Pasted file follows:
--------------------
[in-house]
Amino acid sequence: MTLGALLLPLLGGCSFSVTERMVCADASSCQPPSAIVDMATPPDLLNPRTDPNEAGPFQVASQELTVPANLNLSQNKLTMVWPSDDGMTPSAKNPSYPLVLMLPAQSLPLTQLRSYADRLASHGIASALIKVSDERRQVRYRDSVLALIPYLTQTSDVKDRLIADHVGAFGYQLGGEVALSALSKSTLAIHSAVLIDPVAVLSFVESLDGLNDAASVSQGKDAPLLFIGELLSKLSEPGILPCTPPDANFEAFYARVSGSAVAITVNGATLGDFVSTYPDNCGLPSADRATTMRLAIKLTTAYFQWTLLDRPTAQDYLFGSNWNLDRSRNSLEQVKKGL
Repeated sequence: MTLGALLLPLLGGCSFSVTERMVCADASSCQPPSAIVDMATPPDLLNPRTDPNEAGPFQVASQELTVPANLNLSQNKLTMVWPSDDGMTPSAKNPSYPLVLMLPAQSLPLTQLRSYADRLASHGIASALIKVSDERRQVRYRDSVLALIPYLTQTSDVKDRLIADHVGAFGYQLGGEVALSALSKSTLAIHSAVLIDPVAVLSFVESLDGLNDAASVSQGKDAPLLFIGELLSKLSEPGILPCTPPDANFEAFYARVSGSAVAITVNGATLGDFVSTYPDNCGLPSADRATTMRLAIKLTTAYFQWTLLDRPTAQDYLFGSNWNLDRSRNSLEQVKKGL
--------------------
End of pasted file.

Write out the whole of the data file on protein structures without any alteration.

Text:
[in-house]
Amino acid sequence: MTLGALLLPLLGGCSFSVTERMVCADASSCQPPSAIVDMATPPDLLNPRTDPNEAGPFQVASQELTVPANLNLSQNKLTMVWPSDDGMTPSAKNPSYPLVLMLPAQSLPLTQLRSYADRLASHGIASALIKVSDERRQVRYRDSVLALIPYLTQTSDVKDRLIADHVGAFGYQLGGEVALSALSKSTLAIHSAVLIDPVAVLSFVESLDGLNDAASVSQGKDAPLLFIGELLSKLSEPGILPCTPPDANFEAFYARVSGSAVAITVNGATLGDFVSTYPDNCGLPSADRATTMRLAIKLTTAYFQWTLLDRPTAQDYLFGSNWNLDRSRNSLEQVKKGL
Repeated sequence: MTLGALLLPLLGGCSFSVTERMVCADASSCQPPSAIVDMATPPDLLNPRTDPNEAGPFQVASQELTVPANLNLSQNKLTMVWPSDDGMTPSAKNPSYPLVLMLPAQSLPLTQLRSYADRLASHGIASALIKVSDERRQVRYRDSVLALIPYLTQTSDVKDRLIADHVGAFGYQLGGEVALSALSKSTLAIHSAVLIDPVAVLSFVESLDGLNDAASVSQGKDAPLLFIGELLSKLSEPGILPCTPPDANFEAFYARVSGSAVAITVNGATLGDFVSTYPDNCGLPSADRATTMRLAIKLTTAYFQWTLLDRPTAQDYLFGSNWNLDRSRNSLEQVKKGL